Less salt in food: an unprecedented studyFor 12 weeks, 311 volunteers were part of a study that taught them how to change their eating habits to reduce salt intake. And their health thanks them.
This is an unprecedented study on the positive impact reducing salt intake has on health. For 12 weeks, 311 people took part in a programme aimed at teaching them how to cut down on salt and to adopt a healthier lifestyle, and were monitored by nutritionists and other health professionals.
The results are promising, demonstrating that the volunteers who completed the programme showed significant improvements in lowering their blood pressure just by reducing their salt intake and having healthier eating habits.
The study, called ReEducar (Re-education for healthier eating habits), was designed to gather scientific data to help assess how reducing salt intake, together with adopting healthier lifestyles, helps lower blood pressure and reduce the risk of cardiovascular diseases, thereby reducing the likelihood of a heart attack or stroke. For 12 weeks, several health professionals advised participants on shopping and performed the respective clinical assessment for the unprecedented study that sought to answer: Does sodium and potassium intact have a direct impact on health?
The benefits of reducing salt intake
Conceição Calhau, who is a professor at NOVA Medical School, coordinator of degree subject CUF LifeStyle Medicine and also one of the coordinators of the ReEducar study, highlighted the importance of this initiative for the specific data and insight it gives into the impact a change in eating habits has on our health, especially since salt intake in Portugal is very high (an average of 10.7 grams per day) and almost double the intake recommended by the World Health Organization (5.8 grams per day).
This is a public health problem in Portugal and is associated with several illnesses, particularly hypertension, which affects 40% of the population and could lead to a stroke or heart attack.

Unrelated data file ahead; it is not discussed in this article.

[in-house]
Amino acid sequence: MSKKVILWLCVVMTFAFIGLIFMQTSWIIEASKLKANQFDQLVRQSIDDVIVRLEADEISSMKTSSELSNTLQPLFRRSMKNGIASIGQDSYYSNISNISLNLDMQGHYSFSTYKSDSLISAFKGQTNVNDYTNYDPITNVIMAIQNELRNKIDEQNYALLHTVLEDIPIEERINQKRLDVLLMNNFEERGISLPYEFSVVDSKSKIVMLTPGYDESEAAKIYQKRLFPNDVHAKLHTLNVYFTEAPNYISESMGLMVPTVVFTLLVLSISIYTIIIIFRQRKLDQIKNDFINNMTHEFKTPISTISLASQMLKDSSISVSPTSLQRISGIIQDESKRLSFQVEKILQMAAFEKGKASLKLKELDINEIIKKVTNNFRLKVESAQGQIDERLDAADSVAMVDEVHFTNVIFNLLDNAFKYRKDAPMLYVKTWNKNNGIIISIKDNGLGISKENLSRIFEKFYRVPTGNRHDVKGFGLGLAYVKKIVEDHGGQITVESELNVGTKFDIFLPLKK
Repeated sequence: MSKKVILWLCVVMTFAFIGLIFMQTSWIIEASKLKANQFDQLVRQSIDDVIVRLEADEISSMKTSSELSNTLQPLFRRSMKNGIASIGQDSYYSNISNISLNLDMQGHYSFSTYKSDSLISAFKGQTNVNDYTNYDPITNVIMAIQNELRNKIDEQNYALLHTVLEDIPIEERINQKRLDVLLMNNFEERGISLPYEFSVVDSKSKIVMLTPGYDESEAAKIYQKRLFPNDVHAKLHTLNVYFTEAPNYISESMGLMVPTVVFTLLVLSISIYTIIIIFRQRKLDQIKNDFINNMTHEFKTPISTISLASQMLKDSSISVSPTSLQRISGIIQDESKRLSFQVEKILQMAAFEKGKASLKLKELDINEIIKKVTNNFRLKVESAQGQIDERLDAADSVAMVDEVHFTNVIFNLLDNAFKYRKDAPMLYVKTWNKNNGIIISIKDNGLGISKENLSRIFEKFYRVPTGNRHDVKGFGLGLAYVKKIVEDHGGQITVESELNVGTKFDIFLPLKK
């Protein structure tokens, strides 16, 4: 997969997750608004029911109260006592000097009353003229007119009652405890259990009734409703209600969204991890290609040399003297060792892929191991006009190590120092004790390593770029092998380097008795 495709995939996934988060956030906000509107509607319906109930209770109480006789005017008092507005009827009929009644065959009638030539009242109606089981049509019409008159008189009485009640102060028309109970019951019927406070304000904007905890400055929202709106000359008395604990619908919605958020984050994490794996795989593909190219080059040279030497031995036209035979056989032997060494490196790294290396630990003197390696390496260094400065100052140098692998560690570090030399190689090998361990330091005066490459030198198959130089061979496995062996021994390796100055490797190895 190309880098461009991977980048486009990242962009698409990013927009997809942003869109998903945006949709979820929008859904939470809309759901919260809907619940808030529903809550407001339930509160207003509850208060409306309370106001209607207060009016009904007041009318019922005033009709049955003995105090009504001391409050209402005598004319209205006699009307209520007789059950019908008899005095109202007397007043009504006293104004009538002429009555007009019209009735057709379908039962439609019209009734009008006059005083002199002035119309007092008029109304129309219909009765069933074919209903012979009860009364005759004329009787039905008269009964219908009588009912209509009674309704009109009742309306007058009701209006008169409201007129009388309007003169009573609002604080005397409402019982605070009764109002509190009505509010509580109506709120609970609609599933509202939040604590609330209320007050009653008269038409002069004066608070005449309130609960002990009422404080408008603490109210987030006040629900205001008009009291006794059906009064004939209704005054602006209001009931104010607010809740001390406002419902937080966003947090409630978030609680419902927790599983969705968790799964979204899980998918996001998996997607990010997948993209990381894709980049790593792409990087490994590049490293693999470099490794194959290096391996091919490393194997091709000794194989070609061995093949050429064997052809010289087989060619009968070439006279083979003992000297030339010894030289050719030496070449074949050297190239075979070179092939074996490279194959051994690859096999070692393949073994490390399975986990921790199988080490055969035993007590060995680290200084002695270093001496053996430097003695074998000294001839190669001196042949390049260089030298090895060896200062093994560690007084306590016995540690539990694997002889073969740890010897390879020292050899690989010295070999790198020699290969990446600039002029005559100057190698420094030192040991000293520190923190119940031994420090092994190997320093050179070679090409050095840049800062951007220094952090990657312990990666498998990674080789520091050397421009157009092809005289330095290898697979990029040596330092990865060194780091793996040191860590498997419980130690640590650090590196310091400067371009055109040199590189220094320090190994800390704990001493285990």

Less salt, better health
This initiative was carried out under the ‘Programa Menos Sal Portugal’ (Cut Down on Salt Portugal Programme), launched in early 2019 by the Jerónimo Martins Group and José de Mello Saúde, through Pingo Doce and CUF hospital, respectively.
Gradually reducing the amount of salt in daily meals led to a decrease in blood pressure of 2.1 millimetre of mercury during the study. “It may not seem like a lot, but international studies show that two millimetres of mercury over time corresponds to a reduction of around 10% in mortality due to stroke”, explains Jorge Polónia, professor at the University of Porto’s Faculty of Medicine and medical specialist in internal medicine and hypertension at CUF Hospital, in Porto.
Two millimetres of mercury over time corresponds to a reduction of around 10% in mortality due to stroke.
The doctor and researcher, who is also one of the coordinators of the study, further stated that the benefit “may have significant repercussions for reducing risk” and that, in some patients, it may even postpone “the start of therapy or, at least, significantly improve the effects of medicines they are already taking”.
Salt: how to change your habits
In the survey answered by the participants at the end of the initiative, the vast majority – 95% – said they had learned a lot more about food and food composition.
Like Nuno Zanatti, for example, who has hypertension and admits that he learned how to read product labels and now only buys low-salt products. In fact, he decided to cut some products out of his diet entirely.
Another participant confessed that she now uses a “lighter hand” when cooking meals, using more aromatic herbs to enhance the flavour of food instead of salt.
The ‘Programa Menos Sal Portugal’ (Cut Down on Salt Portugal Programme) stresses the benefits of using bela-luz thyme.
An alternative with less salt
Pingo Doce used bela-luz thyme as an alternative to salt by adding it to a very special mayonnaise, one with a lower sodium content than traditional mayonnaise.